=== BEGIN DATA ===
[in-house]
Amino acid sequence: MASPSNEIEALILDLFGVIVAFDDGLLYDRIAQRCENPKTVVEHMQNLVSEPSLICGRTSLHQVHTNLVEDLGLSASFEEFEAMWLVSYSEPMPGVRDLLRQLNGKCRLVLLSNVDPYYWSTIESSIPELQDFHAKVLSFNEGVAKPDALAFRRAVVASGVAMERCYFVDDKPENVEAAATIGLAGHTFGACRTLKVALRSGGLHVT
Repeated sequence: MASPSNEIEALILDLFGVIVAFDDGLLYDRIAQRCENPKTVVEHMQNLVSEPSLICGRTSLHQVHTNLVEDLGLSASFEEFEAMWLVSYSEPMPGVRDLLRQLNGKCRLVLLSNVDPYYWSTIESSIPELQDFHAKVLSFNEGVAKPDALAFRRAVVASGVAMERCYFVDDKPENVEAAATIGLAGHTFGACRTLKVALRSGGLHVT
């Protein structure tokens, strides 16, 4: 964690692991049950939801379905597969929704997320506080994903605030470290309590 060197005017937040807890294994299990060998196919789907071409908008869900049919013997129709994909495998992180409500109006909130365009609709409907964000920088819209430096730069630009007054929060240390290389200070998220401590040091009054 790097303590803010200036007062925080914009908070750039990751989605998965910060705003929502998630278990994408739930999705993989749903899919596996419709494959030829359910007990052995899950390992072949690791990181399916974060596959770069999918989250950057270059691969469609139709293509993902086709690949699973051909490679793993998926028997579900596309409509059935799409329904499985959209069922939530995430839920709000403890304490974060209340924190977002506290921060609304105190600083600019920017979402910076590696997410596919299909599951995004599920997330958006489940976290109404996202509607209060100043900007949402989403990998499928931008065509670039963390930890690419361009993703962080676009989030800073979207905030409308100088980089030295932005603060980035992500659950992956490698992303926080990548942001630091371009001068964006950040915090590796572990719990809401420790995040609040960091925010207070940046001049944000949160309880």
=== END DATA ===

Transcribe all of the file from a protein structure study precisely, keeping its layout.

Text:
[in-house]
Amino acid sequence: MASPSNEIEALILDLFGVIVAFDDGLLYDRIAQRCENPKTVVEHMQNLVSEPSLICGRTSLHQVHTNLVEDLGLSASFEEFEAMWLVSYSEPMPGVRDLLRQLNGKCRLVLLSNVDPYYWSTIESSIPELQDFHAKVLSFNEGVAKPDALAFRRAVVASGVAMERCYFVDDKPENVEAAATIGLAGHTFGACRTLKVALRSGGLHVT
Repeated sequence: MASPSNEIEALILDLFGVIVAFDDGLLYDRIAQRCENPKTVVEHMQNLVSEPSLICGRTSLHQVHTNLVEDLGLSASFEEFEAMWLVSYSEPMPGVRDLLRQLNGKCRLVLLSNVDPYYWSTIESSIPELQDFHAKVLSFNEGVAKPDALAFRRAVVASGVAMERCYFVDDKPENVEAAATIGLAGHTFGACRTLKVALRSGGLHVT
């Protein structure tokens, strides 16, 4: 964690692991049950939801379905597969929704997320506080994903605030470290309590 060197005017937040807890294994299990060998196919789907071409908008869900049919013997129709994909495998992180409500109006909130365009609709409907964000920088819209430096730069630009007054929060240390290389200070998220401590040091009054 790097303590803010200036007062925080914009908070750039990751989605998965910060705003929502998630278990994408739930999705993989749903899919596996419709494959030829359910007990052995899950390992072949690791990181399916974060596959770069999918989250950057270059691969469609139709293509993902086709690949699973051909490679793993998926028997579900596309409509059935799409329904499985959209069922939530995430839920709000403890304490974060209340924190977002506290921060609304105190600083600019920017979402910076590696997410596919299909599951995004599920997330958006489940976290109404996202509607209060100043900007949402989403990998499928931008065509670039963390930890690419361009993703962080676009989030800073979207905030409308100088980089030295932005603060980035992500659950992956490698992303926080990548942001630091371009001068964006950040915090590796572990719990809401420790995040609040960091925010207070940046001049944000949160309880």